Dublin Zoo is delighted to announce the birth of a Southern white rhinoceros calf. The female calf, born on January 2nd to mother Nyala, is estimated to weigh approximately 50kg.
The calf joins her father, Chaka, and half-brother, Fionn, as the newest member of the seven-strong herd, also known as a crash, in Dublin Zoo’s African Savanna.
The yet-to-be-named youngster is Nyala’s second calf and the birth marks another significant success for Dublin Zoo as part of the European Endangered Species Programme, established to assist with the survival of the Southern white rhinoceros.
Over the next few weeks, lucky visitors can catch a glimpse of mother and calf through the window of the Rhino House or out on the Savanna, where the pair have already developed a loving bond. Nyala is very attentive to the new arrival, and her calf can often be seen right by her side as she builds confidence and explores her new surroundings.
Dublin Zoo currently takes part in a European breeding programme for southern white rhinos. It is estimated that 16,000 of these animals exist in the wild and the majority are found in South Africa, Zimbabwe, Namibia and Kenya. Poaching for rhino horn, incorrectly believed to have medicinal qualities, is the most significant threat to the wild population.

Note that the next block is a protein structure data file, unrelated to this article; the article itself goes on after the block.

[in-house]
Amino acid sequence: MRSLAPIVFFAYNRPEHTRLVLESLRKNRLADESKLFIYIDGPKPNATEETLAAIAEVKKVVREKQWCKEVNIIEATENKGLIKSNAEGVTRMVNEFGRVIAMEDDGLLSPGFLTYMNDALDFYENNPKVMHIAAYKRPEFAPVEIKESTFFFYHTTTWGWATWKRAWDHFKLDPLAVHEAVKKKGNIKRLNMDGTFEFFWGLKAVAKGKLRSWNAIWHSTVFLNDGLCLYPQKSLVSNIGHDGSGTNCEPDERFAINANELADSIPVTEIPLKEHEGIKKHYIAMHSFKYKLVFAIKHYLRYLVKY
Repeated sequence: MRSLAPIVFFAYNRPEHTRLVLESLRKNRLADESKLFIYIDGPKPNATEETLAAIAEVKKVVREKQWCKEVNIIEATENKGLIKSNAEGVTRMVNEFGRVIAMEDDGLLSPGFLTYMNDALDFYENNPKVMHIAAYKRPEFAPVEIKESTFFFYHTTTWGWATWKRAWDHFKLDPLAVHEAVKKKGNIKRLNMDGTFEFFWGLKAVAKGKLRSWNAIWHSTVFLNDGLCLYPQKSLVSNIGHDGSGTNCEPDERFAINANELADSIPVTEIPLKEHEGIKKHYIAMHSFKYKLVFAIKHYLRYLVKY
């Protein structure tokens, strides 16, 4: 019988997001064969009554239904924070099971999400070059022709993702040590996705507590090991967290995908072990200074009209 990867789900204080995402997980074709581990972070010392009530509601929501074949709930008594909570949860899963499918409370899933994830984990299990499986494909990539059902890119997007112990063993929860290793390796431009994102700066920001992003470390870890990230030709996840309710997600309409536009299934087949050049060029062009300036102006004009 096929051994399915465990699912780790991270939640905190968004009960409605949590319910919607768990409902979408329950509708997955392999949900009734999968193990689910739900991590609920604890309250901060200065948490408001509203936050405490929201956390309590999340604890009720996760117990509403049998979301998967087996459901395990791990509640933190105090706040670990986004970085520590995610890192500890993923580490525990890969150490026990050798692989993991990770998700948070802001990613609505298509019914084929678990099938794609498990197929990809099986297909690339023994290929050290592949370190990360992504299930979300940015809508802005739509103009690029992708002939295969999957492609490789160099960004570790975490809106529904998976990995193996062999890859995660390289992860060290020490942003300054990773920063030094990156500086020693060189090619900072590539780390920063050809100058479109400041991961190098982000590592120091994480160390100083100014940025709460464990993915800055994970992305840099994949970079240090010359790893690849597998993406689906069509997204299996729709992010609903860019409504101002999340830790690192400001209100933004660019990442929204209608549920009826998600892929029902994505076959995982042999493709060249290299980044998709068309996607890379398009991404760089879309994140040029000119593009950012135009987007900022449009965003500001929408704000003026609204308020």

Dublin Zoo financially supports the conservation organisation Lowveld Rhino Trust in Zimbabwe, whose rangers help protect rhinos from poachers, treat wounded and orphaned rhinos, monitor rhino populations and are involved with community outreach programmes.
Helen Clarke-Bennett, team leader of the African Plains said: “Our team is thrilled to welcome the arrival of another Southern white rhinoceros calf to Dublin Zoo. These animals were on the verge of extinction in the 20th century, and there are only approximately 16,000 of them left in the world today.
Nyala is a very attentive mother, and it is wonderful to watch the pair develop their amazing bond as the days go on. The calf is cautious and stays quite close to her mother, however, we can already see glimpses of her outgoing personality and look forward to watching her integrate with the herd at Dublin Zoo.”